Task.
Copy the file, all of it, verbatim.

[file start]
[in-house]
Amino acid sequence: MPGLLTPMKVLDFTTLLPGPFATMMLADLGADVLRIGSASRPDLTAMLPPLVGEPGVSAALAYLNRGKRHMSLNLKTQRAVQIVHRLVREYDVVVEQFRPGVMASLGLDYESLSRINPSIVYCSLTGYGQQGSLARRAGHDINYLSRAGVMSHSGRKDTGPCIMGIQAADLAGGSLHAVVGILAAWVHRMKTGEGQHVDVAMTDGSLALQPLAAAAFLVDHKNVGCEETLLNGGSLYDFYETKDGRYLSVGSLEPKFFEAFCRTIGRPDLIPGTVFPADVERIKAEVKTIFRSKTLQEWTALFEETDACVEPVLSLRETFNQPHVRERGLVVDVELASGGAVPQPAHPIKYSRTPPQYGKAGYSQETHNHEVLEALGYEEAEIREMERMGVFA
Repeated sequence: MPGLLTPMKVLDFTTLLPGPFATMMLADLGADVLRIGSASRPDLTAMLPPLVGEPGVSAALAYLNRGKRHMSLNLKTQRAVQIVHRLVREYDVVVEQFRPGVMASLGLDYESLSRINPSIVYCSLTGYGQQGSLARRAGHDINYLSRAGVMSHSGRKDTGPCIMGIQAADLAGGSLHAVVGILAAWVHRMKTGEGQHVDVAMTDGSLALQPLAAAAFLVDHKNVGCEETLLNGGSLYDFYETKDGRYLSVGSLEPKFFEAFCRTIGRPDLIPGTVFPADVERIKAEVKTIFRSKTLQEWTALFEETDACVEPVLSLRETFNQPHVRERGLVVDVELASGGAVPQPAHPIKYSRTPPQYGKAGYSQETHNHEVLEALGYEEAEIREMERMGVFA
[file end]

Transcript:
[in-house]
Amino acid sequence: MPGLLTPMKVLDFTTLLPGPFATMMLADLGADVLRIGSASRPDLTAMLPPLVGEPGVSAALAYLNRGKRHMSLNLKTQRAVQIVHRLVREYDVVVEQFRPGVMASLGLDYESLSRINPSIVYCSLTGYGQQGSLARRAGHDINYLSRAGVMSHSGRKDTGPCIMGIQAADLAGGSLHAVVGILAAWVHRMKTGEGQHVDVAMTDGSLALQPLAAAAFLVDHKNVGCEETLLNGGSLYDFYETKDGRYLSVGSLEPKFFEAFCRTIGRPDLIPGTVFPADVERIKAEVKTIFRSKTLQEWTALFEETDACVEPVLSLRETFNQPHVRERGLVVDVELASGGAVPQPAHPIKYSRTPPQYGKAGYSQETHNHEVLEALGYEEAEIREMERMGVFA
Repeated sequence: MPGLLTPMKVLDFTTLLPGPFATMMLADLGADVLRIGSASRPDLTAMLPPLVGEPGVSAALAYLNRGKRHMSLNLKTQRAVQIVHRLVREYDVVVEQFRPGVMASLGLDYESLSRINPSIVYCSLTGYGQQGSLARRAGHDINYLSRAGVMSHSGRKDTGPCIMGIQAADLAGGSLHAVVGILAAWVHRMKTGEGQHVDVAMTDGSLALQPLAAAAFLVDHKNVGCEETLLNGGSLYDFYETKDGRYLSVGSLEPKFFEAFCRTIGRPDLIPGTVFPADVERIKAEVKTIFRSKTLQEWTALFEETDACVEPVLSLRETFNQPHVRERGLVVDVELASGGAVPQPAHPIKYSRTPPQYGKAGYSQETHNHEVLEALGYEEAEIREMERMGVFA